NFV and 5G are bringing some interesting capabilities to the mobile network near you. With the NFV framework, operators are pivoting towards deploying virtualized infrastructure that traditionally was deployed on purpose built hardware platforms.
A number of Proof of Concepts by ETSI NFV ISG participants have involved orchestration and virtualization of Evolved Packet Core (EPC) components that provide the data and control plane functionality needed to deliver a mobile service. Many vendors are already providing cloud-centric solutions that move the processing of mobile traffic and signaling to virtualized environments running on COTS data center servers without the need for specialized hardware platforms. Even though special care should be taken when virtualizing applications that process data plane-centric real time media traffic, with virtualization, you no longer have to deploy media processing, MME, SBC, SGW or PGW or other EPC and IMS/VoLTE functions on purpose built hardware platforms.
You’re also no longer limited to where you can physically locate the functionality. The old model of deploying purpose built platforms leads to over provisioning, stranded capacity and large upfront CAPEX investments solely to support single tasks within an end-to-end service. With virtualization and a data center cloud infrastructure, functionality can be placed at various points around the globe where it makes sense to best support subscribers and meet performance SLAs.
By using a virtualization model and an NFV approach you can distribute and manage that functionality using cloud concepts that have been around for a while in the data center space. This approach enables you to start to automate the lifecycle management of network functions and the services they support to optimally respond to changes in subscriber demand.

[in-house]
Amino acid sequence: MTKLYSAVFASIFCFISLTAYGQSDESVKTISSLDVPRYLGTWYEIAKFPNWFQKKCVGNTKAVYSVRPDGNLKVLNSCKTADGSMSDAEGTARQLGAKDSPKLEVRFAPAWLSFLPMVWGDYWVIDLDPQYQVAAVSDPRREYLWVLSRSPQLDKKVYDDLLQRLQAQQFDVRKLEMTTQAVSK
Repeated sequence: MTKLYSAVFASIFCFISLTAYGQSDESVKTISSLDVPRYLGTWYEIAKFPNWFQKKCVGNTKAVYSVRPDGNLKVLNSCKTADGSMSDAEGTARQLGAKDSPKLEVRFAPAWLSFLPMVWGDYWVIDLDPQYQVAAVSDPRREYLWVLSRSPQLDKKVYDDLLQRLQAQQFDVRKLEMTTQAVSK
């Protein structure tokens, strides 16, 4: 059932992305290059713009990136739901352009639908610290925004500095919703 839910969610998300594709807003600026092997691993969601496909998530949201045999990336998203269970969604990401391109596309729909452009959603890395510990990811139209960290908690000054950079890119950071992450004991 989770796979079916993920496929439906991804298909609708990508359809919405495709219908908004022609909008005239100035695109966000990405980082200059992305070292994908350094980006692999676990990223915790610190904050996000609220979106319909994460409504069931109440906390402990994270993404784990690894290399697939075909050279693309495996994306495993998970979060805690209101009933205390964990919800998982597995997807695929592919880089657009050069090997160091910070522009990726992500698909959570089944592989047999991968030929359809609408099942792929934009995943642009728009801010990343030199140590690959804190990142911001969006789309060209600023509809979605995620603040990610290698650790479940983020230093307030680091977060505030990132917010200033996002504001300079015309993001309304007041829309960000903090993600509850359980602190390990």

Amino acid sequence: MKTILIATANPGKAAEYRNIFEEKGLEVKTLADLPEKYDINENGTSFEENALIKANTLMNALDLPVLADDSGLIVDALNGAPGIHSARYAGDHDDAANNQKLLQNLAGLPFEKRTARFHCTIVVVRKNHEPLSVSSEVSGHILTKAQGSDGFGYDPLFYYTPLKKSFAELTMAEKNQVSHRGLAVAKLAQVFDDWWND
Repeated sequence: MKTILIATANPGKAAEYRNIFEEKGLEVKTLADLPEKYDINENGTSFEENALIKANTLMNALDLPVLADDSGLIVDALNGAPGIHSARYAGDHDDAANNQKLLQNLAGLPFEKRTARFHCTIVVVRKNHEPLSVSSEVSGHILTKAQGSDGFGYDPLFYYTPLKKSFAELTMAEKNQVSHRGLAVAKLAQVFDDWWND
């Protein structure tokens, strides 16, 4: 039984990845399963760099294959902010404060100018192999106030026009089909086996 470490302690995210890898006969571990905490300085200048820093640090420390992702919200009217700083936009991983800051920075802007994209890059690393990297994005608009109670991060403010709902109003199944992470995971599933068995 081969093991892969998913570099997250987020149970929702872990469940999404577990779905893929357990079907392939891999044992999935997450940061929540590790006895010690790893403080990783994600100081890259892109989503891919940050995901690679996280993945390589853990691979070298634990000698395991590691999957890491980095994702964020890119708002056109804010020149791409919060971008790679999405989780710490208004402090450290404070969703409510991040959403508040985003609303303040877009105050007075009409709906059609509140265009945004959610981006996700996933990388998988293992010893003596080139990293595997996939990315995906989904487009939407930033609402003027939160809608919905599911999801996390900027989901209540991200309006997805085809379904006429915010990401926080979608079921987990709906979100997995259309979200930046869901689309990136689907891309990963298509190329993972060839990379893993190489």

Mobile networks were originally optimized for voice services. As the demand for mobile internet access exploded, new generations of mobile technology were introduced in both the Radio Access and mobile core to support even newer devices that generated more and more data traffic. IoT and M2M applications like connected cars, wearable devices and remote sensors are set to expand the number of connected devices significantly. However, many of these end points have a different set of mobility needs - some can be statically deployed; others are more control plane intensive relative to their data plane requirements. The extensive functionality of a “one size fits all” network to support the lowest common denominator of devices is not in tune with the current trends in device technology and IoT use cases. By taking virtualization down its natural progression path, it’s now possible to create a mobile core network that is used specifically for one group subscribers or class of service or even for a particular type of connected device.
Virtualization of network functionality on COTS data center servers combined with cloud-centric management and orchestration practices provides the framework to allow operators to spin up a collection of functions in the mobile core geared for a specific group or class of users in a dedicated and isolated ”Network Slice” – you can read more about this concept in a white paper published by the Next Generation Mobile Networks (NGMN) Alliance. If mobility is not needed, for example in the case of static remote sensors, then that functionality could be eliminated from the slice. If a large amount of cached data is required or faster response time is necessary such as in the case of vehicle-to-vehicle communications for connected car applications, then data and control plane signaling functionality can be moved closer to the mobile edge for lower latency.
Network slicing approaches to delivering connected services also extends to enterprise verticals in a way that - without virtualization and NFV - was previously not practical. Take for example a large enterprise consisting of field and office employees that wants to provide secure access to its internal data over a collection of smart phones and tablets. A virtualized EPC slice can be created specifically for that enterprise that conforms to the information security and internal logging requirements. In addition, specialized voice applications can be layered on top of that network slice tailored to the needs of that particular vertical opening up opportunities for innovative application development. It’s almost like choosing what toppings you want on your personalized slice of pizza!
What other applications can you think of when it comes to deploying customized network slices for enterprises or connected devices and IoT? Let us know by tweeting us at @Dialogic.